You want the end of your writing to wrap up key points you’ve made in the middle. But end with a clear, simple outcome. 

And if the purpose of the writing needs the reader to then think, feel or do something different, make sure the end of the writing makes it easier for that to happen. 

If it’s a click or a link to a website for example, make sure that naturally flows from the end of the writing. If it’s a specific behaviour, then use the end of the writing to encourage the reader to act on that behaviour. 

Good endings are important in business writing. 

The middle

It seems a little obvious to say the ‘middle’ of the writing structure is then what links the beginning and the end. But it is. 

And it’s also important. It’s where the biggest quantity of writing in terms of words, ideas and concepts will sit. But because of that, it’s also the area where if you don’t get it quite right, there’s less obvious impact.

It’s more forgiving of getting it wrong. Because there’s more writing there. Good points can cover minor bad points. 

You need to think about the key points you need to land during this middle section. It often helps to write an outline of how you’ll talk through the key points.

This outline should list the key points in an order which feels natural to the reader. When you have an outline, it helps to link together key points in a way that makes the reader want to move from one point to the next, before you fill in the details. 

When you do this outline before you write the detail, it gives the middle section a sense of order and logical progression from one point to the next. It stops you writing a rambling series of unconnected points that don’t link back to the goal.

Because, that happens a lot. 

We know from experience. 

Writing drafts and editing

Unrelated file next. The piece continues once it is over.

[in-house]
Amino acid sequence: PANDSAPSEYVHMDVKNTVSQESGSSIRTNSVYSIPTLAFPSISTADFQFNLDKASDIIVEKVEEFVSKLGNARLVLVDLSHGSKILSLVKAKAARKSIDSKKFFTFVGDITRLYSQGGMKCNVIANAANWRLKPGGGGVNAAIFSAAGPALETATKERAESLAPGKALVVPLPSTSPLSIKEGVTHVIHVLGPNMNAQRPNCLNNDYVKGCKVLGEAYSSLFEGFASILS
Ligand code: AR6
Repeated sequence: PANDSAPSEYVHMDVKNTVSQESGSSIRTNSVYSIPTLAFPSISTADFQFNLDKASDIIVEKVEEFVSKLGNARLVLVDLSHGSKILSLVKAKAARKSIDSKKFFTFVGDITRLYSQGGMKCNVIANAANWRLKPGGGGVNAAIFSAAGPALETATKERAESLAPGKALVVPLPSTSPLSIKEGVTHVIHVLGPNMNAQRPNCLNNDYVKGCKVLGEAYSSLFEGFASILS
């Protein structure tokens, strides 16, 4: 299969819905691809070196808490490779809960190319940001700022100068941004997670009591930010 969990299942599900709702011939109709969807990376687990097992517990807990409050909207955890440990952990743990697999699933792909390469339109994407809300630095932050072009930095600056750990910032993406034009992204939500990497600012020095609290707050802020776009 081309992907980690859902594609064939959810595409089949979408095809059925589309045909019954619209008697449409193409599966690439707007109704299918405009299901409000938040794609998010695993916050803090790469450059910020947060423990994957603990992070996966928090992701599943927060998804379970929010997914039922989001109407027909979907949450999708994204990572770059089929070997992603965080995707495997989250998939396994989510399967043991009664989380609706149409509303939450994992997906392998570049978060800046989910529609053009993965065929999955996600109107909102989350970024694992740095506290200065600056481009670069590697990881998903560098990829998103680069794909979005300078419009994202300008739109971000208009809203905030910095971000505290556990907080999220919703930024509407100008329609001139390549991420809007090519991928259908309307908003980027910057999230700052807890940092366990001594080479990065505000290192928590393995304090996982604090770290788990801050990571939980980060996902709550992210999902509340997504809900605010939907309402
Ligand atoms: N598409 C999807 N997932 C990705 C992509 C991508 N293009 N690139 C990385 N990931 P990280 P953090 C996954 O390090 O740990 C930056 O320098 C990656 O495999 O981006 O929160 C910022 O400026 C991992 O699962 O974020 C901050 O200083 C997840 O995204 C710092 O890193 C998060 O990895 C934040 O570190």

Writing for business purposes is an iterative process. It starts with the writer writing a first draft.

This draft is then reviewed and critiqued in a stage of editing. An editing stage tightens up the draft and proposes and makes changes to make the writing sharper, clearer and more impactful. This draft – editing loop can have several rounds before the writing is approved. 

This draft – editing process can transform average writing to great writing. But it’s a tough and very detail-focussed part of writing. It takes thought and experience to work on how to improve the impact of the writing.  But it all starts with the first draft. 

Write your first draft long …

While having a clear purpose and a clear brief is a good start to the business writing process, it doesn’t actually deliver any words on the page.

With both purpose and brief in mind, if you are the one who has to write to meet the brief, it can be a challenge to know how and where to start.

As a creative skill, writing is quite unpredictable.

Sometimes, the words will just flow as ideas are sparked in your head from the purpose and brief. But other times, there’s the horror of the blank page. The horror of the mental block and nothing coming to mind. Whichever situation you find yourself in, when it’s a first draft, your aim is just to get something down on paper. Something. Anything. Because here’s a golden rule of writing that’s not often shared.

First drafts will be rubbish.